Perils of Opioid Crisis Discussed at Guild Hall

Journalist Elizabeth Vargas, right, moderated at a Hamptons Institute discussion of the opioid epidemic Monday night at Guild Hall featuring, from left, Admiral Sandy Winnefeld, Dr. Joseph Garbely and Patrick Radden Keefe. Peter Boody photo

One company, the Sackler family’s Purdue Pharma, played a critical role in instigating an epidemic of opioid addiction in the United States that killed 72,000 Americans last year—more deaths than occurred at the peak of the HIV epidemic, or from car wrecks or shootings last year.

Even now, as the failure to recognize opioid addiction as a chronic disease rather than a moral failing, and limits on insurance coverage, keep people from the necessary long-term treatment, the painkiller industry is spending nine times more on lobbying to fight commonsense regulation than the gun lobby.

Those were some of the striking takeaways from a fast-paced, sharply focused discussion of the opioid crisis Monday night at Guild Hall in East Hampton, presented by the Hamptons Institute, which has been hosting panel discussions there throughout the summer.

It featured journalist Elizabeth Vargas as moderator and three expert speakers: U.S. Navy Admiral (retired) James A. “Sandy” Winnefeld Jr., who co-founded Stop the Addiction Fatality Epidemic (SAFE) after his son Jonathan died at age 19 on his fourth day at the University of Denver; Dr. Joseph Garbely, medical director at Caron Treatment Centers; and New Yorker staff writer Patrick Radden Keefe, whose October 2017 article, “Empire of Pain,” threw the spotlight on Purdue Pharma’s role in pushing its invention, oxycodone, as a safe way to treat chronic pain, even after its addictive nature became clear.

Americans tend to talk about the opioid epidemic in its magnitude and complexity as a kind of natural disaster, Mr. Keefe said, but it is “much more man-made.”

Before the oxycodone push, physicians had been careful to avoid prescribing opioids for chronic pain, because they were understood to be highly addictive, he noted.

Because doctors seemed reluctant to prescribe it, “one company,” he said, and its owner, the Sackler family—“whom some of you may know,” he added, because they have a home in the Hamptons—began to push “in very slick and suggestive ways” its new drug oxycodone in the 1990s as “not so addictive.” That marketing strategy coincided with a “cultural shift” in the medical profession that allowed for aggressive treatment of chronic pain with oxycodone, Mr. Keefe said.

Purdue’s marketing claim that patients would need only two pills a day, one every 12 hours, “was a recipe for addiction, and the Sackler family knew this,” Mr. Keefe said, because withdrawal and the craving for more—a purely physiological process in the brain—begins after eight or nine hours.

There were early signs of trouble, “little pockets of abuse,” he said, but “the company did not react,” Mr. Keefe said, denying any problem and blaming “addicts and drug abusers”—and hiring “Rudy Giuliani to fight off any regulation,” he added, which prompted moans and groans from the audience.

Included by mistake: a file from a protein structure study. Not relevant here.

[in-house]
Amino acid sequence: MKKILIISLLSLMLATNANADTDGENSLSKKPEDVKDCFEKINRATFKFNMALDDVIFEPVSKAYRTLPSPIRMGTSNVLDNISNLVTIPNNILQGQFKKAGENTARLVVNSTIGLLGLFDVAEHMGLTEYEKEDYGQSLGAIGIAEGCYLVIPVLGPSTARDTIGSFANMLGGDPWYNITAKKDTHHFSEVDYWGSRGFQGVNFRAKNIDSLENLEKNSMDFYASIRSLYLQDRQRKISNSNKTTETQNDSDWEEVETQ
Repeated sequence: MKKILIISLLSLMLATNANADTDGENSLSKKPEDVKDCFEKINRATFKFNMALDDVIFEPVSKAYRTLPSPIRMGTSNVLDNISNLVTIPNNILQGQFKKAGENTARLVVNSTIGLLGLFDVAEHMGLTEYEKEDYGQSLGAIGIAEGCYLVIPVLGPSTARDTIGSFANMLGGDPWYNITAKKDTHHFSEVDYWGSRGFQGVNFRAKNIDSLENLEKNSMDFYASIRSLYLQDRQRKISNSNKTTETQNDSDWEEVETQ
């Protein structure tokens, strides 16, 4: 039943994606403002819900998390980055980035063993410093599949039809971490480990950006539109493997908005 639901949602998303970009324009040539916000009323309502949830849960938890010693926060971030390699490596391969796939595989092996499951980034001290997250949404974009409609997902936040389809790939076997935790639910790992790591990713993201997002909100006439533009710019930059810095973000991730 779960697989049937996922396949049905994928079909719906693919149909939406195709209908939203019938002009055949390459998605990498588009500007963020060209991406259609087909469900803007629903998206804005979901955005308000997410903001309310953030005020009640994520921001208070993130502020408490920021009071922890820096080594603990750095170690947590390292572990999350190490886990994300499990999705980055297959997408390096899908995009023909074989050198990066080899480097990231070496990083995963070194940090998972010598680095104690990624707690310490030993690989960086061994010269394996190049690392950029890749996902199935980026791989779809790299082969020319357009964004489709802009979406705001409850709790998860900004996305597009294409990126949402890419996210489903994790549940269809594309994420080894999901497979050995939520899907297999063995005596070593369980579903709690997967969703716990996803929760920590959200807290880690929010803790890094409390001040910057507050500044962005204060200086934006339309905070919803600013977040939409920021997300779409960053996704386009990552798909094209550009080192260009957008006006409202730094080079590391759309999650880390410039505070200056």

“We really did think oxycodone was less addictive,” recalled Dr. Garbely. “We were told that by the reps” from Purdue that “we could safely prescribe it, and we bought it hook, line and sinker.”

Adm. Winnefeld noted that oxycodone costs $1 a milligram, which means the addicted need to spend $240 a day to avoid withdrawal, and that heroin at $20 per hit is the much cheaper and readily available alternative.

Ms. Vargas called on the admiral first to start the discussion with the story of his son Jonathan. Growing up in a military family that moved frequently, he was likable, athletic, good-looking and seemed well-grounded but in fact he suffered from anxiety and depression, Adm. Winnefeld said. He began self-medicating with marijuana, alcohol and other drugs.

He spent 15 months in an intensive inpatient program in New Haven, Connecticut, during which he earned certification as an emergency medical technician. “He wanted to help others,” the admiral said. His son planned on becoming a paramedic firefighter when he entered the University of Denver.

“We dropped him at school and he was amazing, bright-eyed and bushy-tailed,” the admiral recalled. “We lost him on the fourth day of college” to a fentanyl-laced dose of heroin he had bought in Denver.

“We had missed a few signs” of his relapse: he was edgy, sweaty and nervous; “we thought college” was the reason, Adm. Winnefeld said. “Little did we know he had relapsed. We had lost him,” he continued, adding that the family will feel “sadness for the rest of our lives.”

Admiral Winnefeld said his goal was “to help people avoid this.”

He praised print journalists for accurately depicting the nature of the opioid crisis but blamed “photo-journalism” for seeking out the skinny, tattooed and needle-marked “guy living under an underpass” to depict addiction. But as he and Dr. Garbely noted repeatedly, opioid addiction strikes everyone—well-off people, educated people, good-looking people like Jonathan Winnefeld—just as easily as it strikes the poor.

Peter Boody is the news editor for The Sag Harbor Express. This story is part of the East End News Project, a collaborative effort involving the Express, the Press News Group, the Times Review Media Group and Stony Brook University.